Tripping Over: articles


Not tripping, but falling on their feet: clockwise from top left, Leon Ockenden (Callum), Kathryn Drysdale (as Lizzie), Alexandra Moen (Tamsin), Daniel McPherson (Ned), Abe Forsythe (Nic).

Mission almost impossible

First, Andrew Knight had to persuade Ten to greenlight his Aussie drama. Then, he had to get it made in two countries in record time. He speaks to Melinda Houston.

Australian drama isn't dead. It's just been resting. And waiting, it seems, for Andrew "SeaChange" Knight to pick up his pen again. Tripping Over, premiering on Channel Ten this Wednesday at 8.30pm, is the great new hope of Aussie television and the result not just of Knight's genius, but the creative, logistic and financial input of a whole mob of people (plus a certain leap of faith on the part of Ten and its head of drama, Sue Masters).

"I didn't think it stood a chance of ever getting made," Knight says with his trademark optimism.

The series, a co-production with Britain's Channel Five, was certainly a herculean labour.

"There is so much documentation, they're almost impossible to make," Knight says. "Everything's trade-weighted. It's contingent on the level of investment you have and, then, when we shot in Thailand, it's a no-man's land, so no one was prepared to pay for it. It was enormous."

The drama - a series of interwoven tales about a group of backpackers. in their 20s, and their former-hippie parents, in their 40s - was shot in half a dozen cities across three continents involving, as Knight says, a ridiculous number of beancounters and stakeholders, not to mention cast and crew.

"But it was terribly exciting: it was a genuinely big production," he says. "Not big in fees or anything, but big in terms of, like, 140 people on set. Fortunately, it doesn't feel like that when you look at it. We didn't want it to look blockbusterish. What we wanted was something that was genuinely different."

Tripping Over is different in a number of ways. For a start, most co-productions are firmly based in one country, with nominal input from another. Here, the load is shared, in everything from the cast, writers and directors to the producers and financiers. There are only six one-hour episodes, a form common enough in Britain, but almost unseen here. It's cross-generational, and, for a project of this scope and complexity, it was made remarkably quickly.

Three years ago, Knight and his co-writer and business partner, Andrea Denholm, went away for the weekend with Knight's mate, Mike Bullen (the British expat who wrote Cold Feet, among other things) to talk over an idea they had: something about travel and the difference between backpacking in 2006 compared with 1976. They thought they might be on to something so Knight took the idea to Masters.

"And she said, 'That's a terrific idea, let's do it'. The horrible thing about Sue," Knight says, "is she either likes an idea or she hates it and if she likes it, that's it. You have to go off and make the darn thing. So I gave her the most half-arsed pitch in history and she said, 'Go do it'."

"What attracted me to the project was the ideas, and the creative team," Masters says. "I also felt that, for Ten, the notion of 40-pluses as well as the younger ones was a particularly good fit.

Ten is a great place to try new ideas, but it's particularly challenging because the 16-39 audience is the most sophisticated and the most television-promiscuous and has a life on so many platforms in terms of where they go for their entertainment. So the challenges of producing dramas that have a young appeal and will also reach out to an older audience is not a stroll in the park."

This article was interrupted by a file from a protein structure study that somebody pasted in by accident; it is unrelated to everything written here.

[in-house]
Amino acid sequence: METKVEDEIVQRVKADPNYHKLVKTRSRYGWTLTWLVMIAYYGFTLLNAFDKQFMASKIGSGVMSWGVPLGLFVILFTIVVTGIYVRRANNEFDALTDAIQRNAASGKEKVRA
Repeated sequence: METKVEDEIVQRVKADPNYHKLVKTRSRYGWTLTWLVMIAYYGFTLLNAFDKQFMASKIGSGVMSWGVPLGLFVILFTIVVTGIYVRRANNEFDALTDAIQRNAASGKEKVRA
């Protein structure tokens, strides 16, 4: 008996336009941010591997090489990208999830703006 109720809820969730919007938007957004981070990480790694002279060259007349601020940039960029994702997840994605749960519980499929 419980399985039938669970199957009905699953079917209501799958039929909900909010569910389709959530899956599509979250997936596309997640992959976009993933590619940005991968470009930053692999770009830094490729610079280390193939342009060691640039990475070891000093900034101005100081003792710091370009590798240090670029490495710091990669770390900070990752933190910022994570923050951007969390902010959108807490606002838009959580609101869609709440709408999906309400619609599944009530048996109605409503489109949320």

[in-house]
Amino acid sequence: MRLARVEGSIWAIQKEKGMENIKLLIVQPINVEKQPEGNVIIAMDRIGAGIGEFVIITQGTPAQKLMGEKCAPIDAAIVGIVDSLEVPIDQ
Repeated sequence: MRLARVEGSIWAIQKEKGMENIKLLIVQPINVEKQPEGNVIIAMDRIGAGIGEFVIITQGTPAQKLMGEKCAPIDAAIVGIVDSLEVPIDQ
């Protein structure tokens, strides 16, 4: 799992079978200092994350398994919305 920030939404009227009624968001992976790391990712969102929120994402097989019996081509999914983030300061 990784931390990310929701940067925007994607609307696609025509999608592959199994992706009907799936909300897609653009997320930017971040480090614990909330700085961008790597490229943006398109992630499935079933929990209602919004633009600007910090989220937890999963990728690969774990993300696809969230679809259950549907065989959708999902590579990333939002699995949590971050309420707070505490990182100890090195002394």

Master is hoping, though, that Tripping Over will do just that.

"I'm very happy with it," she says firmly. "Very, very happy with it. That combination of Andrew's writing and Mike Bullen's observational humour is very much there. And it really packs a punch dramatically."

But, naturally, she's a little nervous, too. Australian drama has had a pretty abysmal reception in recent years. And Tripping Over gently pushes the envelope in a variety of different directions.

"It's a bit of a different form for Australia," Masters says. "I'm feeling that when I'm watching it. It's not your traditional cul de sac drama; it's not cops-and-docs.

"This is very much character-based. It's about relationships, not life and death and those high drama stakes that come from a GP or a Country Practice or a Blue Heelers. And, when I'm watching it and when I was reading it, I was aware it's a slightly different form, so that always makes you a little anxious that an audience is going to embrace it"

So far, just about everyone involved has embraced it heartily.

"Things happened spectacularly quickly," Knight says. "It just had a kind of momentum. We went to England and we'd had some interest from various networks there.

"Usually, you just go from one office to the next office and people are excited, but you end up with a very long shelf-life.

"They have a hell of a lot of their own product, for a start, but I've also had actual conversations with people over there who say, 'We're very excited about this but we're still replaying Quincy MD'."

However, not only did Channel Five (a bit of a new kid on the British TV block) appear "very excited" about it; they actually wanted to make it, and to screen it, immediately.

"Suddenly, we got an email saying, yes, we love this. Let's do it. And, all of a sudden, it became completely possible. Both ends got it, and the really great thing was both ends wanted to actually screen it as soon as it was made," Knight says.

Then can't help adding, "Of course, things can still fall over after the most promising start."

He grins. "I think it's important to look on the gloomy side."

The Melinda Houston
October 22, 2006
The Age